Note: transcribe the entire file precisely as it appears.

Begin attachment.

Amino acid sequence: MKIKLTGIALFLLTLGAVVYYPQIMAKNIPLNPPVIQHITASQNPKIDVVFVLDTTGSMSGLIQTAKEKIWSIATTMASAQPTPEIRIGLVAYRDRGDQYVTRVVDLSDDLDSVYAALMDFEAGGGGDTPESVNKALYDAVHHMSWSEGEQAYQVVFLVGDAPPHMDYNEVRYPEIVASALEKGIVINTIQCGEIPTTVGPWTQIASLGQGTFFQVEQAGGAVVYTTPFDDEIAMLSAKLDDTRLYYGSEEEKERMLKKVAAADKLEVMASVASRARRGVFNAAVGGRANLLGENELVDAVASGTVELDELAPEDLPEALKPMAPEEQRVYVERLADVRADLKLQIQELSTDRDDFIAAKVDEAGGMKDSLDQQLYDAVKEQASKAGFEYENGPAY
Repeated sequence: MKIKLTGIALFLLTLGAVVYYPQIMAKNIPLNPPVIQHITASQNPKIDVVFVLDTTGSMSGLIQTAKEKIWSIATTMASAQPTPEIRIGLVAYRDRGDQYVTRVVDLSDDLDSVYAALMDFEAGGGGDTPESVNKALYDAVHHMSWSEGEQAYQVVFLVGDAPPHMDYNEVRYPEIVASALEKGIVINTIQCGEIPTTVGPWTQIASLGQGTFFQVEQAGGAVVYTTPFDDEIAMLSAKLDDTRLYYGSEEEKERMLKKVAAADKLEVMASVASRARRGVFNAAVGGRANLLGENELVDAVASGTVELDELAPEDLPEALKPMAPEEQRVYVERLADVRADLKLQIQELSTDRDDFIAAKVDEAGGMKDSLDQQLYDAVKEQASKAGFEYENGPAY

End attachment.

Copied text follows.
Amino acid sequence: MKIKLTGIALFLLTLGAVVYYPQIMAKNIPLNPPVIQHITASQNPKIDVVFVLDTTGSMSGLIQTAKEKIWSIATTMASAQPTPEIRIGLVAYRDRGDQYVTRVVDLSDDLDSVYAALMDFEAGGGGDTPESVNKALYDAVHHMSWSEGEQAYQVVFLVGDAPPHMDYNEVRYPEIVASALEKGIVINTIQCGEIPTTVGPWTQIASLGQGTFFQVEQAGGAVVYTTPFDDEIAMLSAKLDDTRLYYGSEEEKERMLKKVAAADKLEVMASVASRARRGVFNAAVGGRANLLGENELVDAVASGTVELDELAPEDLPEALKPMAPEEQRVYVERLADVRADLKLQIQELSTDRDDFIAAKVDEAGGMKDSLDQQLYDAVKEQASKAGFEYENGPAY
Repeated sequence: MKIKLTGIALFLLTLGAVVYYPQIMAKNIPLNPPVIQHITASQNPKIDVVFVLDTTGSMSGLIQTAKEKIWSIATTMASAQPTPEIRIGLVAYRDRGDQYVTRVVDLSDDLDSVYAALMDFEAGGGGDTPESVNKALYDAVHHMSWSEGEQAYQVVFLVGDAPPHMDYNEVRYPEIVASALEKGIVINTIQCGEIPTTVGPWTQIASLGQGTFFQVEQAGGAVVYTTPFDDEIAMLSAKLDDTRLYYGSEEEKERMLKKVAAADKLEVMASVASRARRGVFNAAVGGRANLLGENELVDAVASGTVELDELAPEDLPEALKPMAPEEQRVYVERLADVRADLKLQIQELSTDRDDFIAAKVDEAGGMKDSLDQQLYDAVKEQASKAGFEYENGPAY